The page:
The use of hydrogen saves up to 25 tonnes of carbon dioxide equivalent each year. The high quality graphene produced as a by-product will be sold by Levidian. Described as a 'super-material', the graphite will be utilised in numerous industries, ranging from consumer electronics, rubber products like tyres and energy distribution technologies.

Hexla is also providing funding to support the development of LOOP1000, an industrial-scale version of the technology which will aim to deliver the lowest cost clean hydrogen in the world over the lifetime of the plant, due to the high-quality graphene which will be produced. Under a collaboration agreement between Hexla and Levidian, Hexla will be the global deployment partner of the LOOP technology, with up to 300 LOOP1000 units planned for delivery, driving down hundreds of thousands of tonnes of carbon dioxide equivalent emissions each year.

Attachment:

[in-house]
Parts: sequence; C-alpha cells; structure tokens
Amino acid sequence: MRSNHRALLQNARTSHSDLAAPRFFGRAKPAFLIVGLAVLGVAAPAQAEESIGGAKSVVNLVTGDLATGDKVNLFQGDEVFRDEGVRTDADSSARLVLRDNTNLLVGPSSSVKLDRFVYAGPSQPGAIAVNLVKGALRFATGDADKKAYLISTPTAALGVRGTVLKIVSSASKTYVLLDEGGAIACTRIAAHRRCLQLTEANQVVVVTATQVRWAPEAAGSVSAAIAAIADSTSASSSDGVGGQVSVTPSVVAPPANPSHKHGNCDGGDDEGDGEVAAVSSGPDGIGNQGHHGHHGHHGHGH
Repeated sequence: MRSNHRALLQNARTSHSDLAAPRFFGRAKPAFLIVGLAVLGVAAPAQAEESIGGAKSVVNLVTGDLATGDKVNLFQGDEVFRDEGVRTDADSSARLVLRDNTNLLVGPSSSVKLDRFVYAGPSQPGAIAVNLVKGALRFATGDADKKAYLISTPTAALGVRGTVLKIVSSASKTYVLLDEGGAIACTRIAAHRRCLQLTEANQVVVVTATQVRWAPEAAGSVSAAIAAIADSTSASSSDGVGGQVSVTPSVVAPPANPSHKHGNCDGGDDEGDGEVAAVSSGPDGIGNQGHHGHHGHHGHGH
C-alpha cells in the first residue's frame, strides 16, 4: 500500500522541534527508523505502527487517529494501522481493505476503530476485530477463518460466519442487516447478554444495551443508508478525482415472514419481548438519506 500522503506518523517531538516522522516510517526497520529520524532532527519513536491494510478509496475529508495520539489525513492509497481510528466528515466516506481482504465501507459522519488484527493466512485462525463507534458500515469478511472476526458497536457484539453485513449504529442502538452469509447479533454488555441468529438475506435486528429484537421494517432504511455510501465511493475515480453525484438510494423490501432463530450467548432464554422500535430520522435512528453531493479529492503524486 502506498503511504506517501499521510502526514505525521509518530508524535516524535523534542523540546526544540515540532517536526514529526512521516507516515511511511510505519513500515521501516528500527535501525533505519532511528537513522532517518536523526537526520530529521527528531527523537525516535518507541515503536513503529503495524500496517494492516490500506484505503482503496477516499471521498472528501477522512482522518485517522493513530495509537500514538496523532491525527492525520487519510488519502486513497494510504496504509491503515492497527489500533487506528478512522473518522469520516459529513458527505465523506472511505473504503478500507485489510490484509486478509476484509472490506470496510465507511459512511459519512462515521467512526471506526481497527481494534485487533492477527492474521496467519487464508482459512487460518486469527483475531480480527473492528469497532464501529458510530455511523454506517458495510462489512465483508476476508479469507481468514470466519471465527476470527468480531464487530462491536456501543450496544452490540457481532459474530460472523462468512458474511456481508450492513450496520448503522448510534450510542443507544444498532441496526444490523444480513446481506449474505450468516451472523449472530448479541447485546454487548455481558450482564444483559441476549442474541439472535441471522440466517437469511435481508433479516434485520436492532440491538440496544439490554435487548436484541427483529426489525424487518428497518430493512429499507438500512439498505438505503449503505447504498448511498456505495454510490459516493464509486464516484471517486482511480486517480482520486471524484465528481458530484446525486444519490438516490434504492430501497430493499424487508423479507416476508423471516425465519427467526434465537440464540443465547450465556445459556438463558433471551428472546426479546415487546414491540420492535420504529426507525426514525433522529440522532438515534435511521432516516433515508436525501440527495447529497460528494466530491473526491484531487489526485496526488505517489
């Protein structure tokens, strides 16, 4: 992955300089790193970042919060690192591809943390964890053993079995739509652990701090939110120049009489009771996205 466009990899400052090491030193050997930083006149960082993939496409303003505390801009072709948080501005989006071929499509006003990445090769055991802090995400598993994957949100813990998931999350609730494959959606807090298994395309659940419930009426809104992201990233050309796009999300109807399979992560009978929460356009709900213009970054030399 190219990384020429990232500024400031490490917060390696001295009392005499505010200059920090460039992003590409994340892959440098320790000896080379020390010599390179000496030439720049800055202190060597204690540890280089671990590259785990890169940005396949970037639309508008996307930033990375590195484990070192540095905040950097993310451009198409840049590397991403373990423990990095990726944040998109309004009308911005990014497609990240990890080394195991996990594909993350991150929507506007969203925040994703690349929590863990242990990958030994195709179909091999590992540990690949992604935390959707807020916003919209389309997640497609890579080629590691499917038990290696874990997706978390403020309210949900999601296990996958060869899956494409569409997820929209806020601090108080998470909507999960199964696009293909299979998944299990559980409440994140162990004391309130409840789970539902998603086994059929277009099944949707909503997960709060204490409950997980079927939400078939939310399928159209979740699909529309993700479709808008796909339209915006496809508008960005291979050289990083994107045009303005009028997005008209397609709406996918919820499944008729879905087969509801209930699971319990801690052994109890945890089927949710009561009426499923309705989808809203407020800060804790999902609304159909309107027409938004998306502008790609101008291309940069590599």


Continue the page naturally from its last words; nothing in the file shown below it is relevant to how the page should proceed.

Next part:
Levidian CEO John Hartley stated, "The Worthy Farm project is a great example of innovation within the agricultural sector and an important showcase of the vast flexibility and potential of our technology in decarbonising hard-to-abate industries, while unlocking new revenue streams."

This article was written with the assistance of Khushal Thobhani, Jessica Sawford, Charlotte D'Arcy, Luke Hopper and Hannah Bradley, trainee solicitors.

The content of this article is intended to provide a general guide to the subject matter. Specialist advice should be sought about your specific circumstances.